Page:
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Sunday was a long-anticipated day.

After we sunk the oysters for winter hibernation in December, thanks to help from a good

friend and fellow aquaculturist Erin Adams of Ocean Farm Supply, Anna and I both felt a quick rush of accomplishment, then breathed a sigh of winter relief. The physical labor was done for a season, and it was time to focus on business operations and seeking grant support.

We didn’t expect the feelings (read: anxiety) that would blanket us randomly throughout the winter – out of sight was not out of mind with our little oysters. Though it wasn’t a particularly stormy winter – sorry surfers – there were high winds at points, and we feared our buoy marking where our oyster cage lay would be taken out to sea and the whole lot would be missing from sight. We’ve also heard stories of juvenile Sea Stars finding their way into a hibernating oyster cage, calling their buddies, and eating themselves all into adulthood.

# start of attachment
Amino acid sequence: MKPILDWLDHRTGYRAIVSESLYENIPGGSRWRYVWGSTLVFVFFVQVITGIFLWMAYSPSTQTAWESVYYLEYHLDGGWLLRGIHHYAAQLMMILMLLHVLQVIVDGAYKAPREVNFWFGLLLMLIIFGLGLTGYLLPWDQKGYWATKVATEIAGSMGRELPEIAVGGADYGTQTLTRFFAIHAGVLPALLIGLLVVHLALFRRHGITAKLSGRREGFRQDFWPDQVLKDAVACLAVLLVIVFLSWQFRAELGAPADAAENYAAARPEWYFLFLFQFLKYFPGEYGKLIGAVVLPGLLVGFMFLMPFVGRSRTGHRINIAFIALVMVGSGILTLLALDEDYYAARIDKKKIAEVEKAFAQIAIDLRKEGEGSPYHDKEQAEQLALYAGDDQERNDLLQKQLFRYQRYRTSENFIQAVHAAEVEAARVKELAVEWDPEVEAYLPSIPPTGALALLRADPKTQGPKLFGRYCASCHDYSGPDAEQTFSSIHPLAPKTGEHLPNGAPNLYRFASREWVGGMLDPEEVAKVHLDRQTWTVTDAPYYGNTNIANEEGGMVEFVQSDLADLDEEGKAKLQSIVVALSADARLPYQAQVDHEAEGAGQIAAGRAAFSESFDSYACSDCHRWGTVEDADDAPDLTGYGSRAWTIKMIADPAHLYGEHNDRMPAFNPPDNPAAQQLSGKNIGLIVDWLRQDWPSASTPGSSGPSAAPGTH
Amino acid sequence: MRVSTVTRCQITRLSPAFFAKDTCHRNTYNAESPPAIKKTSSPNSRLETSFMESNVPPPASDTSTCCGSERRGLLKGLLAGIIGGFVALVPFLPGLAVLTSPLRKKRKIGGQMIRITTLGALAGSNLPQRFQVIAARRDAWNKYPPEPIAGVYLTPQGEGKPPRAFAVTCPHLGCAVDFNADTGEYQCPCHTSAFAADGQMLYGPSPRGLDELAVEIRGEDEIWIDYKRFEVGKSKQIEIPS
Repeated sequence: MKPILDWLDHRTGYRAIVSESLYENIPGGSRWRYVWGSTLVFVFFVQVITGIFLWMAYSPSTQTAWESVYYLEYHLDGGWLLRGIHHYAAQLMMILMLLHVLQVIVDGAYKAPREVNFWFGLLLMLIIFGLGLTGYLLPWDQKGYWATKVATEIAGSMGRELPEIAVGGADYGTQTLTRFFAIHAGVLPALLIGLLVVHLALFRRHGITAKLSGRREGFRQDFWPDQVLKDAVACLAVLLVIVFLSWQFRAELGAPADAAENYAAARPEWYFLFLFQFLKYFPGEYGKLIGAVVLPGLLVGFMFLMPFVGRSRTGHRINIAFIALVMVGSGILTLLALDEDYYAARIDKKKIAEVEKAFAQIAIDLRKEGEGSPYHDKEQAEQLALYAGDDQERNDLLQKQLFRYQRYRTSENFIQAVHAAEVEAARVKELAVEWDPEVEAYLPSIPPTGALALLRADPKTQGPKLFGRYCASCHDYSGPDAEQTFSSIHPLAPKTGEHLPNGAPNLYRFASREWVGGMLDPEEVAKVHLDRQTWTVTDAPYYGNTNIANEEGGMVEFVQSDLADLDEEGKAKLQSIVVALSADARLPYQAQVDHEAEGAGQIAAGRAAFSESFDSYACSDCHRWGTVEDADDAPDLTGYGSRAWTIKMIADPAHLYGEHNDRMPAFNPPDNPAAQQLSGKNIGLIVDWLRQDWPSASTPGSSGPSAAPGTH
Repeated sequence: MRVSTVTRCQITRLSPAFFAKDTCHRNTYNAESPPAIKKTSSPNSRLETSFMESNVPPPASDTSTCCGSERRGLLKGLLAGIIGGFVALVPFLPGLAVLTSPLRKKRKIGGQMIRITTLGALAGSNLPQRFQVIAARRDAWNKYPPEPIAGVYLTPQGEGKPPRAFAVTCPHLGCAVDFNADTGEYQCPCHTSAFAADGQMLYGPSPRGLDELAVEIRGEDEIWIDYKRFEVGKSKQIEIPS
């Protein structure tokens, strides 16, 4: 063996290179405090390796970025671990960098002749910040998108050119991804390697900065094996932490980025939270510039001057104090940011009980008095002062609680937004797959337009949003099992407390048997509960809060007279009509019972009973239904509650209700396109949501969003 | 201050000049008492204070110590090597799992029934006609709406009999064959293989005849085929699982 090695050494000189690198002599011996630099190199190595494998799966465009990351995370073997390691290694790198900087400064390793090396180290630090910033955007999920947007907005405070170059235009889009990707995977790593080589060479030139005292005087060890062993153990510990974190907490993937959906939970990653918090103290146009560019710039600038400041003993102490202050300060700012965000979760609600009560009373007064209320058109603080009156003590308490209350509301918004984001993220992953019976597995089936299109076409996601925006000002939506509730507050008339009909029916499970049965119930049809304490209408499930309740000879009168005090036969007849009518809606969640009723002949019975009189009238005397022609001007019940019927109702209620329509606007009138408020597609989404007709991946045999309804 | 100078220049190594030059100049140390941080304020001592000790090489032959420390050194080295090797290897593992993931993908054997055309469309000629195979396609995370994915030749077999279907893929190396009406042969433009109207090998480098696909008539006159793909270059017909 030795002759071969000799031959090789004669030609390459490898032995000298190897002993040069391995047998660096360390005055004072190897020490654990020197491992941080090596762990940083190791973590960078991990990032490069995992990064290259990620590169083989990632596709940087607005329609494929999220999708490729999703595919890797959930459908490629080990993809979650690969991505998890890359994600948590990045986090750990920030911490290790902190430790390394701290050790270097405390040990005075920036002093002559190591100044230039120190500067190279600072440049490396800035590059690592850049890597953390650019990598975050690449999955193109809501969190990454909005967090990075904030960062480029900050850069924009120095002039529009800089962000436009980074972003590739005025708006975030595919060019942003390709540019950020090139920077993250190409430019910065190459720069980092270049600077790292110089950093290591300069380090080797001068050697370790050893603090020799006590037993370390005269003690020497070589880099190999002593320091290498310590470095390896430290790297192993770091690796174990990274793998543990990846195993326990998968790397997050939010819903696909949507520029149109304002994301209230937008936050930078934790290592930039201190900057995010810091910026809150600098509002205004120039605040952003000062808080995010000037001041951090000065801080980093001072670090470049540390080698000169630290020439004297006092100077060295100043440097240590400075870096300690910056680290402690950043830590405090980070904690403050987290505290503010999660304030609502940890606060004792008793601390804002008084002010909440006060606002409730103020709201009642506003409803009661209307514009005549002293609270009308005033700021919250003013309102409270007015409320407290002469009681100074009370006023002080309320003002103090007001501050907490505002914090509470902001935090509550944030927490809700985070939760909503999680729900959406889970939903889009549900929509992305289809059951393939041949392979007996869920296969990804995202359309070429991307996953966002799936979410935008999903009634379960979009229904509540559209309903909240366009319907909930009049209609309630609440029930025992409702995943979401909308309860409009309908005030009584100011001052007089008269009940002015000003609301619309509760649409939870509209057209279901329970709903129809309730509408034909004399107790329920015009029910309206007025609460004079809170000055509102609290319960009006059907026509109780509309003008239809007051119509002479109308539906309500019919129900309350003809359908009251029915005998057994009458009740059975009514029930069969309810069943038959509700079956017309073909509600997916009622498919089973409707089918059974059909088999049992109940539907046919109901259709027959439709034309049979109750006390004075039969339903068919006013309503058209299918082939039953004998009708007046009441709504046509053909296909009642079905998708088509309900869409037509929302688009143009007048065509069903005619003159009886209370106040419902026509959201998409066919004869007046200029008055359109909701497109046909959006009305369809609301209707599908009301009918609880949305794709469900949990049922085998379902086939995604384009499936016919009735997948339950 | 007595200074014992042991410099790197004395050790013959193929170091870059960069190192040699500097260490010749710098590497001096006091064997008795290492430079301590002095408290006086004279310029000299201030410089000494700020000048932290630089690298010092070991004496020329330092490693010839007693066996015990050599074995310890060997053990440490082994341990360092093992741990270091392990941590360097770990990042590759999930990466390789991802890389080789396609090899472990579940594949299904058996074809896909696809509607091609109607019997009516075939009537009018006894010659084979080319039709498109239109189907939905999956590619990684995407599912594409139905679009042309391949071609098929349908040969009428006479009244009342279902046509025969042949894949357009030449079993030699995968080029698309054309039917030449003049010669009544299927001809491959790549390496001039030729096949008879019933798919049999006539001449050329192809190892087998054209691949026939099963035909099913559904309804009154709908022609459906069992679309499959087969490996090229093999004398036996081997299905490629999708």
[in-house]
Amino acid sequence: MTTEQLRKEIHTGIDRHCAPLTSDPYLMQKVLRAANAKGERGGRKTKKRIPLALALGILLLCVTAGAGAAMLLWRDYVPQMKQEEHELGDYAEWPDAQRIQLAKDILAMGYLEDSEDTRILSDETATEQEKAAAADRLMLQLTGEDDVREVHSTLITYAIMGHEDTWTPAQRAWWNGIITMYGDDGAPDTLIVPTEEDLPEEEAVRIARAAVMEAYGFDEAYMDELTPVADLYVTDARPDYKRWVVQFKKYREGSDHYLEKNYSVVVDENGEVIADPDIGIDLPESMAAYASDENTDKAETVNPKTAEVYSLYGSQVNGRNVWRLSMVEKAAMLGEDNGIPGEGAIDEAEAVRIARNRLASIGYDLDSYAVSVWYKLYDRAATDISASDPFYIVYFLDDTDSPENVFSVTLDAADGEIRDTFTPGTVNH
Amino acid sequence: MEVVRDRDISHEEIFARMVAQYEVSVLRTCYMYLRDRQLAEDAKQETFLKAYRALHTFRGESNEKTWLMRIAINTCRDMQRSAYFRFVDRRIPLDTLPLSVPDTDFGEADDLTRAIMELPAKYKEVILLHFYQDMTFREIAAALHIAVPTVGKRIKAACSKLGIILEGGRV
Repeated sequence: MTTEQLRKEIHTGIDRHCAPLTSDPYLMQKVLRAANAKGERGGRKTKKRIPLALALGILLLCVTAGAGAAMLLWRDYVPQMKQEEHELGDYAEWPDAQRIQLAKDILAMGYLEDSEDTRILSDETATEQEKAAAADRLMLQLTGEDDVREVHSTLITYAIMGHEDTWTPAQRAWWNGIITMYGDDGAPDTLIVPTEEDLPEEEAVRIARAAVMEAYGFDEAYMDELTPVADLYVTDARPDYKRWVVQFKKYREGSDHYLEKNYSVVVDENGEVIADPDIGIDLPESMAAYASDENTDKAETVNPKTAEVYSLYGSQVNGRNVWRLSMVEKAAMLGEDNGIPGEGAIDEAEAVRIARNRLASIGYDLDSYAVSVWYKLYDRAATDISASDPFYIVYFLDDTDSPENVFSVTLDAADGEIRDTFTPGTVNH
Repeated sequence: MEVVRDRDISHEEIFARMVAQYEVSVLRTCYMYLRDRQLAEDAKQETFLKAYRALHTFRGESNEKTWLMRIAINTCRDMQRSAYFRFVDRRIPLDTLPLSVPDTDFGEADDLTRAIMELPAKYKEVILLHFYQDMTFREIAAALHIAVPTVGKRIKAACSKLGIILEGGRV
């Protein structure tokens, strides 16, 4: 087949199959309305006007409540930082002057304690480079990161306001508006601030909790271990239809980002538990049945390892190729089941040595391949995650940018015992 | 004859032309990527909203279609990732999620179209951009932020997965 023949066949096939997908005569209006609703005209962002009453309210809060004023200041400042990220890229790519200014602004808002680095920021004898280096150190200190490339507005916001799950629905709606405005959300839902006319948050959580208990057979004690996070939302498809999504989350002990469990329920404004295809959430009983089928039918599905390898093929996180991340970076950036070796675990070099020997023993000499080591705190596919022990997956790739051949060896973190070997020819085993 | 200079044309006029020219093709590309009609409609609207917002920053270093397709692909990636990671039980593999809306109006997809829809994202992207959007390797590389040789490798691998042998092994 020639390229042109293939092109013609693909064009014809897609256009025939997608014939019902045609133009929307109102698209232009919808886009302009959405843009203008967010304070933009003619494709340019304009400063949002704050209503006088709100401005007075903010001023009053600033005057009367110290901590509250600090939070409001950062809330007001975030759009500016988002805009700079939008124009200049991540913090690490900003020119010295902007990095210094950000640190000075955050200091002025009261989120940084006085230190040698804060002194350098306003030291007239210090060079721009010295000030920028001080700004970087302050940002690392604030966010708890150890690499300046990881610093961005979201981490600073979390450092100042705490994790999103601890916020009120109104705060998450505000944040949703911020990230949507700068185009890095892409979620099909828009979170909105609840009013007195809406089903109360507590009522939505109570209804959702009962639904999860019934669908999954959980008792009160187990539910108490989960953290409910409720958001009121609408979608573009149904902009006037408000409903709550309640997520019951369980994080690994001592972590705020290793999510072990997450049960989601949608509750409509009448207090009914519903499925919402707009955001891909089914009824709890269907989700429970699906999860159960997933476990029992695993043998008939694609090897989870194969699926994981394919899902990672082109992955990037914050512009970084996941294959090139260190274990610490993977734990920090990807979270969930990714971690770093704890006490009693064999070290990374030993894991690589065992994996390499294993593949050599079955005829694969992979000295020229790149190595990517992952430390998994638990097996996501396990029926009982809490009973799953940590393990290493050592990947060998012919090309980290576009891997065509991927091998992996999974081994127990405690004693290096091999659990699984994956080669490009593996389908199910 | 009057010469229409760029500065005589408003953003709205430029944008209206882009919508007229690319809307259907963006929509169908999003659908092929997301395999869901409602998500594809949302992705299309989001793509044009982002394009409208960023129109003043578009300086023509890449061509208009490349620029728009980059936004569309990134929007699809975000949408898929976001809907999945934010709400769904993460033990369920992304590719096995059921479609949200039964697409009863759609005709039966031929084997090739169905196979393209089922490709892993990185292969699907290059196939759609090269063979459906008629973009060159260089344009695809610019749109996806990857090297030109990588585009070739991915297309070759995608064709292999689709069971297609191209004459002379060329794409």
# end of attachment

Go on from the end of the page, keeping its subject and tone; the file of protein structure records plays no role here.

The other looming question for me personally, was, “what does the beginning of the season look like without an arm?” I decided to get my rotator cuff repaired after a long-ago injury in college in February and knew I would be relatively useless with physical labor until June. I also knew Dewdrop, the Whaler we operate off, has a temperamental 1997 Evinrude engine that has a hard time waking up in spring. The pull-cord starter is clunky and inconsistent. It proved me right again.

We decided we would go check on the setup of our farm this past Sunday to see if everything was still in place, get the season kicked off, and settle our nerves. We dropped Dewdrop in the water and Anna, alone, tried, tried, and tried again to get the darn engine started while shedding layers. We were close to giving up and asking ourselves what we do next when Anna said, “one more try.” Like butter, the engine roared (it’s very loud) to a start. YES! I'm so grateful to have a business partner that is so patient and can pull both our weight when I couldn’t.

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